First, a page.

(Use this quick guide and the KPI Development Brainstorming PDF Template with your Excel Dashboard Templates to make sure you develop the KPI / metrics system relevant to your strategy and business)
If you are not sure what KPIs and metrics you should use to better manage and monitor your business performance you are not alone, Our recent survey of 138 business users showed that 72% of business professionals are having a hard time to finalize their list of top KPIs and related metrics they should track and monitor continuously in order to improve their business insight. It takes a lot of energy to simplify everything you do into a reporting system which will represent your actual business results, identify the progress and performance gaps and help you be a better and more effective manager.
The good news is that you already took the first and the most critical step – you made a decision to convert your business strategy and key business initiatives into a meaningful and effective performance dashboard reporting system where your strategy is converted into critical success factors, KPIs, metrics and targets aligned with your business goals and objectives.
Here are a few quick and simple tips you should consider and take into account while you are working on creating your top list of relevant business metrics and key performance indicators for your company.
1. Your KPIs must show actionable information for your business
There is no point in measuring anything unless you are able to manage what drives the metric and unless you are able to change the outcome and results out of the specific KPI.
How to achieve this?
Start with your business strategy, goals and top initiatives – use the PDF template. List your major and most critical initiatives and brainstorm ideas how you could measure the ongoing progress of each initiative. Your KPIs have to show the progress from point A to B and help you identify the gaps in your performance.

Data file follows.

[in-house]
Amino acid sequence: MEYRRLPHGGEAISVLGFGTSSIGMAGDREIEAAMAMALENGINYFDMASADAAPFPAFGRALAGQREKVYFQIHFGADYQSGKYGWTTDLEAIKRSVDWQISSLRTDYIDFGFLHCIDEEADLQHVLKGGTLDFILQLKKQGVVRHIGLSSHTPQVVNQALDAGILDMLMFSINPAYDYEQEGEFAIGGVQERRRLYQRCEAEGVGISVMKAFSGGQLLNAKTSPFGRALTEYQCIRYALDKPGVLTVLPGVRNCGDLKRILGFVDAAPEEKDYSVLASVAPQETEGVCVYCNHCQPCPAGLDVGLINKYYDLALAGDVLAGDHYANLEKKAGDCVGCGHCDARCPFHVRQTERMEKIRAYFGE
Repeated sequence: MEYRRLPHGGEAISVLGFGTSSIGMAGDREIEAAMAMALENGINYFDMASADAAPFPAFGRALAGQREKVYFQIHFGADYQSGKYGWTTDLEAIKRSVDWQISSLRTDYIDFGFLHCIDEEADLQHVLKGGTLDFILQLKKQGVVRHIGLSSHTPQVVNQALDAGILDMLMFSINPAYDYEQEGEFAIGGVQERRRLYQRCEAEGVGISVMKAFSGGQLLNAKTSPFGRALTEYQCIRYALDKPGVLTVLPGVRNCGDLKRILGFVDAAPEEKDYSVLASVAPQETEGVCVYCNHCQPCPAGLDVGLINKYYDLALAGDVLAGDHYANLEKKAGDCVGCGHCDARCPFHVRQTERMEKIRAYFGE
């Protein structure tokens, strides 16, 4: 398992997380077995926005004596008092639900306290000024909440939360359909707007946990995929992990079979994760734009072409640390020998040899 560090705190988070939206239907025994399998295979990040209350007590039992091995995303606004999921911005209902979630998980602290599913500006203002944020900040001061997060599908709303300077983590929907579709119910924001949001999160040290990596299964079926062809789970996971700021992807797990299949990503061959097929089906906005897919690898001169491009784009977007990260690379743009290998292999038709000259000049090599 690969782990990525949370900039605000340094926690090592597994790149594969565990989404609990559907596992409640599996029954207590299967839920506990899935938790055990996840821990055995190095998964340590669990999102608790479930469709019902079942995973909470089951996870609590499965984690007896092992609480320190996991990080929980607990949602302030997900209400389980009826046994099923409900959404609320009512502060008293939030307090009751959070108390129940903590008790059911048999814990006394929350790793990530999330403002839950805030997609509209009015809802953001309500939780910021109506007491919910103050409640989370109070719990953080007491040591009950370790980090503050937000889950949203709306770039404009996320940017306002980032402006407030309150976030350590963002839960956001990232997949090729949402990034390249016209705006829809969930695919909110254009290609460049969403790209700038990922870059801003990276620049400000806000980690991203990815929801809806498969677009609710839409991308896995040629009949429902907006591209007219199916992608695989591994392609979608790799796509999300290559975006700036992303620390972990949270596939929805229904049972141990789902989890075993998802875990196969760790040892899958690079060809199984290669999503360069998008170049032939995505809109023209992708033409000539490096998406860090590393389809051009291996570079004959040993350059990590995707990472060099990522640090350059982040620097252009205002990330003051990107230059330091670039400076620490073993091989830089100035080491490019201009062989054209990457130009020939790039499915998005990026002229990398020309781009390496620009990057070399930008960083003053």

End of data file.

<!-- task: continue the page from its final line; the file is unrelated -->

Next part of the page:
2. Diversify your metrics
Keep in mind that you should diversify (balance) your KPIs in a way that you take into consideration performance from various functions. For instance, the balanced scorecard approach gives a good example for incorporating business metrics from different categories like financial and non-financial sources.
This is true not only for top level dashboard KPIs but also for functional and local dashboard reporting. For example, HR performance and team performance metrics should be part of any functional report; in addition financial metrics and growth and development KPIs should be incorporated as well. Example of this approach would be a sales dashboard incorporating ongoing monitoring of team, development and financial metrics. The bottomline is that by creating KPI diversification you are making sure that you are getting the big picture overview of your business.
3. Your KPIs should be driven by and aligned with your strategic goals
Start with your strategic organizational goals and functional goals. Your business goals are typically achieved through various initiatives – so your job now is to create a list of metrics to be able to measure and monitor the performance and outcomes of your initiatives.
For example, if one of your your top business initiatives is improving quality you should make sure you create the relevant KPIs you’ll use continuously to measure the progress of your quality improvement. Another example is an initiative for improving your sales pipeline performance which requires breaking down your sales pipeline stages and steps and assigning relevant metrics for each step which will allow you to track performance time after time.
The process is simple: Objective > Initiative > KPI > Target
4. Simple metrics
Simple to use metrics means everyone on your team and every report user is aware what your KPIs and metrics mean.